The Intellectual Property Office of New Zealand (IPONZ) has now published its updated Trade Mark practice guidelines, which contain direction on the classification of non-fungible tokens, virtual goods, and virtual services.
Previous guidance from the European Union Intellectual Property Office (EUIPO) and the Korean IP Office (KIPO), as covered in our earlier article, helped set out a practical approach to the classification of these goods and services.
However, the updated Trade Mark practice guidelines helps to provide clarity on IPONZ’s approach to these issues. The new guidance applies immediately. A similar approach will also likely be adopted by IP Australia.
The new guidelines confirm the following:
A non-fungible token (NFT) is used to certify the ownership and authenticity of goods or services. An NFT is not considered a good or a service in itself; rather, it authenticates a good or a service.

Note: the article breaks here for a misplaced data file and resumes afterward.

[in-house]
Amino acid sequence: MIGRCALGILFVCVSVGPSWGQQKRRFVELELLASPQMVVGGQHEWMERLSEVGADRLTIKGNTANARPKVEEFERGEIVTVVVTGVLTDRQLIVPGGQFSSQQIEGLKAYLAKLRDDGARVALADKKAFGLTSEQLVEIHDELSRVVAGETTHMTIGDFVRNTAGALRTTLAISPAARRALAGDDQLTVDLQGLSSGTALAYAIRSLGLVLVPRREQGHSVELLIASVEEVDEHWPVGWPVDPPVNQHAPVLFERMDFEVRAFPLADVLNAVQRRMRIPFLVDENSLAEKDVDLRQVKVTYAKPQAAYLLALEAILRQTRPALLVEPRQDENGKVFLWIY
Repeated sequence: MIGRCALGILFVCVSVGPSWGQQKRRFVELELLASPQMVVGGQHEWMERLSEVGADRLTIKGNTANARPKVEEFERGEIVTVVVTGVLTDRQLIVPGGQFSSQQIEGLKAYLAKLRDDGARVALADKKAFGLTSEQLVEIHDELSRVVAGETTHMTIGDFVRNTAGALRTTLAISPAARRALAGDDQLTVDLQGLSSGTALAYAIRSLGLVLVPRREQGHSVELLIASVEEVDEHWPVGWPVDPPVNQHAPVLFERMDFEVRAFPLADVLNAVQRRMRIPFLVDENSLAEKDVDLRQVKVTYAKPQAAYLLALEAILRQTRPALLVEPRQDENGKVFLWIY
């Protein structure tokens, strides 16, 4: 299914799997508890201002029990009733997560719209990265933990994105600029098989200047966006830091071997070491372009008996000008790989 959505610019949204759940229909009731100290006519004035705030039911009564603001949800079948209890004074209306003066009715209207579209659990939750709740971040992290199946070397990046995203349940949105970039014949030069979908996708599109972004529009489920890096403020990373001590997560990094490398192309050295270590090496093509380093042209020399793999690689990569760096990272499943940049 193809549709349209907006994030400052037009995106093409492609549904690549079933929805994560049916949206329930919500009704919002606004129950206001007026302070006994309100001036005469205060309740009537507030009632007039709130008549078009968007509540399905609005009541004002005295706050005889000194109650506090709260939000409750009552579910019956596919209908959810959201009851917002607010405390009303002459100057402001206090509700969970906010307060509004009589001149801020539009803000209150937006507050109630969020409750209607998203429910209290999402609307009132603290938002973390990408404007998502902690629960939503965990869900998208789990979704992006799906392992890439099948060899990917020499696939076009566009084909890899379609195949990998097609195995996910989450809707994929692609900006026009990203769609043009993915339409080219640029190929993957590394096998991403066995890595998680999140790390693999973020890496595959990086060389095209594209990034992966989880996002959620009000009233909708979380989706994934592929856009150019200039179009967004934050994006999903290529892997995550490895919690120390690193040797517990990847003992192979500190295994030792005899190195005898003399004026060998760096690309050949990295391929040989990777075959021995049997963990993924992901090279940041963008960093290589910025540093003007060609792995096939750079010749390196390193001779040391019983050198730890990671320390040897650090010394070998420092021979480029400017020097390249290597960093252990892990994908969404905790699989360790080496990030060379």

Goods authenticated by non-fungible tokens
Where specification of goods includes the unqualified wording "non-fungible tokens [NFTs]", "downloadable non-fungible tokens [NFTs]" and the like, examiners will object that the term is unclear. The applicant will be asked for a clearer description which specifies the goods that the NFTs authenticate.
Virtual goods are digital items used in online virtual environments. Virtual goods are classified in class 9 because the goods consist essentially of downloadable data.
Where a specification includes the unqualified wording "virtual goods", "downloadable goods", "digital goods", and the like, examiners will object that the term is unclear, and the applicant will be asked to describe the virtual goods more precisely.
For further advice on the application of the guidelines, please reach out to one of our talented group of trade mark experts.